At 1 minute 50 seconds watch winger Norton (who could step you in a phone booth) weave his way through a couple defenders and then send a beautifully timed pass to the support runner Ben Gollings. You can see they have practiced that many times. Later at 2 minutes 40 seconds watch the width and depth of Norton again, bursting onto the pass down the touchline. Another perfect inside ball to Gollings yields yet another brilliant try. Norton’s highlights continue at 4 minute 2 seconds where he burns down the sideline and then steps inside the sweeper for a brilliant solo effort. Then at 4 minutes 27 seconds watch the accurate kickoff from flyhalf Ben Gollings, which is superbly claimed by his forwards. This possession wins the match for England, with replacement winger Mat Turner able to cut through the defense for a superb score.
A winger should also be able to put the ball onto the foot for either his/her teammates or for themselves. Watch 7 seconds into the clip as French winger Renaud Delmas collects his own grubber to get past South African speedster Ryno Benjamin. Delmas – who is right footed – kicks the ball at a beautiful angle knowing he is almost out of bounds and is then able to pick it up with a few meters to spare. Then at 1 minute 23 seconds watch Kenyan winger Humphrey Kayange slice through on the outside, and then deliver an unbelievable pass to Collins Injera for the score. At 2 minutes 13 seconds, look for the classic inside switch with the center and winger. Australia’s James Stannard takes the defense wide sucking in both his opposite center and wing, with Clinton Sills coming off the touchline to collect that switch ball. Sills then uses his blistering speed at 3 minute 13 seconds to score for the Australians.
Best wings in the world?
Some of my favourite wings of all time include: Mikaele Pesamino of Samoa, Mike Palefau from the USA, and New Zealand’s Victor Vito.
All of these players have the ability to create scoring opportunities out of nothing, with the speed and vision to change the outcome of a game. Watch this highlight clip to see Samoa’s Mikaele Pesamino (number 10) at his best.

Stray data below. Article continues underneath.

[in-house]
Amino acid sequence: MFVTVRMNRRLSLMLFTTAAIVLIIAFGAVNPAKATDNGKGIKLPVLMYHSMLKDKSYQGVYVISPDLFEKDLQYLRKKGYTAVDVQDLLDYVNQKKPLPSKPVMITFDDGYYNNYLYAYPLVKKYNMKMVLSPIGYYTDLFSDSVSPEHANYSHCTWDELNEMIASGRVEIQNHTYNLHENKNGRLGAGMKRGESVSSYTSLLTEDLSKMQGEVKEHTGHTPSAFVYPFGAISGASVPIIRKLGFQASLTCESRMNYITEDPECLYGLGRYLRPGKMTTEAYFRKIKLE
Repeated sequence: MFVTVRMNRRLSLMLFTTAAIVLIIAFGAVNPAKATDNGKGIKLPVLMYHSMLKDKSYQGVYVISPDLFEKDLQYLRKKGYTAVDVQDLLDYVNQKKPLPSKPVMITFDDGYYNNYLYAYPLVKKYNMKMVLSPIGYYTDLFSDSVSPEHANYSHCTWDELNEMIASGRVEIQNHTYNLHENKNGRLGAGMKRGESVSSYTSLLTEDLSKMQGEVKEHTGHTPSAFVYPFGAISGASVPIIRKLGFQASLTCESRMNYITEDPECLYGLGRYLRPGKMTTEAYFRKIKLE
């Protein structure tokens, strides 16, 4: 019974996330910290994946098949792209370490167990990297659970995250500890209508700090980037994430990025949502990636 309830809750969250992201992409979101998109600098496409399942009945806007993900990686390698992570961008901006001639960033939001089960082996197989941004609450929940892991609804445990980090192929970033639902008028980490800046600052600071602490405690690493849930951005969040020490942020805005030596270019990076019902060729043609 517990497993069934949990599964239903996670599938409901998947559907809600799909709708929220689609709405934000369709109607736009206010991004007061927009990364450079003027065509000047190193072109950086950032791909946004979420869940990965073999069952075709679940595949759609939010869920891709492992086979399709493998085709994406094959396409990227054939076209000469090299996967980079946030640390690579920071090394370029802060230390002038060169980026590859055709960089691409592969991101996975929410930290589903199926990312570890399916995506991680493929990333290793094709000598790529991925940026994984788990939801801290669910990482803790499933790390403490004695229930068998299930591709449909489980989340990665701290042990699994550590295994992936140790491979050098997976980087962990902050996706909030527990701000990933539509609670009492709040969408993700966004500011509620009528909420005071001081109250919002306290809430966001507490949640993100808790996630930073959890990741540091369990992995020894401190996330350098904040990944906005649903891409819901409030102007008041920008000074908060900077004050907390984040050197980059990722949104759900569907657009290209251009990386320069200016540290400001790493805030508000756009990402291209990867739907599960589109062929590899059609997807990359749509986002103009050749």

Last year Las Vegas hosted their first ever IRB World Sevens Series event, and Pesamino was on fire for Samoa as they claimed the title. Pesamino is fourth on the most tries scored list with 158. He is also 12th on the all time most points table with 822.
Here is another great highlights reel of Pesamino – IRB Sevens Player of the Year for 2009/2010.
Unfortunately there isn’t that many filmed highlights of USA’s Mike Palefau (number 11) in action. During the 2007/2008 season Palefau was involved in many historic wins for the USA, as they established themselves as a core sevens side on the circuit.
Watch at 10 minutes 15 seconds as Palefau eludes three defenders to score against Argentina. What the highlights don’t show is his first try in that match – running all of 70m going coast to coast to setup an excellent win against the highly rated South Americans.
Staying with the same clip above, watch some highlights of New Zealaner Victor Vito (number 7) in action. The 2008 Wellington 7s Cup final featured the classic line-up at wing for Samoa’s Pesamino against Vito. The final starts at 21 minutes 27 seconds in the above clip. Checkout the speedster Pesamino who gets on the scoreboard first – unmatched for pace. But Vito comes back at 22 minutes 45 seconds; using his powerful fend, strength and that Maori sidestep!
Later center Zar Lawrence (who is featured in the ‘how to play center in sevens’ article) busts through a couple tackles for another brilliant score. Then in the second half at 24 minutes 38 seconds Samoa’s Pesamino realizes there isn’t enough space to get past Vito so he executes a superb chip and chase, sending his teammate over for the score.
Lolo Lui (who is featured in the ‘how to play flyhalf in sevens’ article) does his own magic with an unbelievable open field drop-goal. At 25 minutes 25 seconds, New Zealand has a penalty with 30 seconds left to play. Simple hands to a flying Victor Vito seals the thrilling final as he breaks one tackle to score the winner.
Since then Vito has become an All Black and should feature in the 2011 Rugby World Cup.
Are you a wing?
Acceleration off the mark and top end speed are both vital for the wing position. Having the ability to beat defenders one-on-one is very important, as well as support lines when another teammate has made a break. Today’s wings are also becoming more and more physical, both on offense and defense. Trytime!
UR7s.com columnist Dallen Stanford played 7s for the USA from 2006-2009. He will be at the HSBC Sevens World Series tournament in Las Vegas this year with Belmont Shore, hoping to defend their 2010 CCS 7s title. Dallen is an ambassador for the Tackling Cancer Foundation, and also writes for Rugby IQ, Eagles XV, World Rugby Shop and owns Pakis Corner.